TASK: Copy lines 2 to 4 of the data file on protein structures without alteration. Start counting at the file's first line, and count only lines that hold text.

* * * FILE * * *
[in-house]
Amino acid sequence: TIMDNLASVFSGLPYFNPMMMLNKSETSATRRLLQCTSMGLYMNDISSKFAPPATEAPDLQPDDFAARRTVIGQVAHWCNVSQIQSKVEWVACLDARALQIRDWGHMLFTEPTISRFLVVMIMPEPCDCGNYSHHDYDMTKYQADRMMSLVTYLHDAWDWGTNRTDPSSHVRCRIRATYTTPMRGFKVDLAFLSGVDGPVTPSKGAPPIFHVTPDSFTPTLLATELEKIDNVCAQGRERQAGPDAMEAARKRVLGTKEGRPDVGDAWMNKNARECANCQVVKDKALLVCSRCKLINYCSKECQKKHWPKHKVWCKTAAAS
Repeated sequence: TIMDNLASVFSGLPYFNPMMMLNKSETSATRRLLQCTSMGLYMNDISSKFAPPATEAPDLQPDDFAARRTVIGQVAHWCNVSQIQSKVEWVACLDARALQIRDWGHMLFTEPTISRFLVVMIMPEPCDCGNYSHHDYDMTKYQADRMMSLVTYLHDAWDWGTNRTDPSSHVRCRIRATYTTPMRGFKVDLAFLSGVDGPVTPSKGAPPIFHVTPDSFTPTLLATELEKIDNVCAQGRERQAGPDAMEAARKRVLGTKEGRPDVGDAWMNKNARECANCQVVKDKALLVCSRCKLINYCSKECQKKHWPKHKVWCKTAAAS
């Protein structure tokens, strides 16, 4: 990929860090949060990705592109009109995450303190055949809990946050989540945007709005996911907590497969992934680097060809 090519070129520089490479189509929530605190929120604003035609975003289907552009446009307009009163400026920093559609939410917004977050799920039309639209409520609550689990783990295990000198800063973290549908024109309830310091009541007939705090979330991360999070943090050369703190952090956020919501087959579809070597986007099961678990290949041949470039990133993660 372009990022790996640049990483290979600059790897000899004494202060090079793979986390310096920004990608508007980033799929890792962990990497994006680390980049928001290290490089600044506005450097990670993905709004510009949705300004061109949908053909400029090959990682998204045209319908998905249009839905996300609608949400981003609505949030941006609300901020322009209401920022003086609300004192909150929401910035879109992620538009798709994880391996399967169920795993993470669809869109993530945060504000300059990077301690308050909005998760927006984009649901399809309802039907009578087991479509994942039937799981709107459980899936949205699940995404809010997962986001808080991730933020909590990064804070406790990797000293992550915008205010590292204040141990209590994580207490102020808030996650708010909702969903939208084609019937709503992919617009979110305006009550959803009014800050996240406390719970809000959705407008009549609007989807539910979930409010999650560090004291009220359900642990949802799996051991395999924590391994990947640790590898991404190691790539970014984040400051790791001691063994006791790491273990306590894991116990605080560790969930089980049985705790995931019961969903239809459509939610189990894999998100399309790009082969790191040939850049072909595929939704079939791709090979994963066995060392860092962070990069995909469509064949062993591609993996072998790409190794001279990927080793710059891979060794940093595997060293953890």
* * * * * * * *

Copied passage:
Amino acid sequence: TIMDNLASVFSGLPYFNPMMMLNKSETSATRRLLQCTSMGLYMNDISSKFAPPATEAPDLQPDDFAARRTVIGQVAHWCNVSQIQSKVEWVACLDARALQIRDWGHMLFTEPTISRFLVVMIMPEPCDCGNYSHHDYDMTKYQADRMMSLVTYLHDAWDWGTNRTDPSSHVRCRIRATYTTPMRGFKVDLAFLSGVDGPVTPSKGAPPIFHVTPDSFTPTLLATELEKIDNVCAQGRERQAGPDAMEAARKRVLGTKEGRPDVGDAWMNKNARECANCQVVKDKALLVCSRCKLINYCSKECQKKHWPKHKVWCKTAAAS
Repeated sequence: TIMDNLASVFSGLPYFNPMMMLNKSETSATRRLLQCTSMGLYMNDISSKFAPPATEAPDLQPDDFAARRTVIGQVAHWCNVSQIQSKVEWVACLDARALQIRDWGHMLFTEPTISRFLVVMIMPEPCDCGNYSHHDYDMTKYQADRMMSLVTYLHDAWDWGTNRTDPSSHVRCRIRATYTTPMRGFKVDLAFLSGVDGPVTPSKGAPPIFHVTPDSFTPTLLATELEKIDNVCAQGRERQAGPDAMEAARKRVLGTKEGRPDVGDAWMNKNARECANCQVVKDKALLVCSRCKLINYCSKECQKKHWPKHKVWCKTAAAS
């Protein structure tokens, strides 16, 4: 990929860090949060990705592109009109995450303190055949809990946050989540945007709005996911907590497969992934680097060809 090519070129520089490479189509929530605190929120604003035609975003289907552009446009307009009163400026920093559609939410917004977050799920039309639209409520609550689990783990295990000198800063973290549908024109309830310091009541007939705090979330991360999070943090050369703190952090956020919501087959579809070597986007099961678990290949041949470039990133993660 372009990022790996640049990483290979600059790897000899004494202060090079793979986390310096920004990608508007980033799929890792962990990497994006680390980049928001290290490089600044506005450097990670993905709004510009949705300004061109949908053909400029090959990682998204045209319908998905249009839905996300609608949400981003609505949030941006609300901020322009209401920022003086609300004192909150929401910035879109992620538009798709994880391996399967169920795993993470669809869109993530945060504000300059990077301690308050909005998760927006984009649901399809309802039907009578087991479509994942039937799981709107459980899936949205699940995404809010997962986001808080991730933020909590990064804070406790990797000293992550915008205010590292204040141990209590994580207490102020808030996650708010909702969903939208084609019937709503992919617009979110305006009550959803009014800050996240406390719970809000959705407008009549609007989807539910979930409010999650560090004291009220359900642990949802799996051991395999924590391994990947640790590898991404190691790539970014984040400051790791001691063994006791790491273990306590894991116990605080560790969930089980049985705790995931019961969903239809459509939610189990894999998100399309790009082969790191040939850049072909595929939704079939791709090979994963066995060392860092962070990069995909469509064949062993591609993996072998790409190794001279990927080793710059891979060794940093595997060293953890």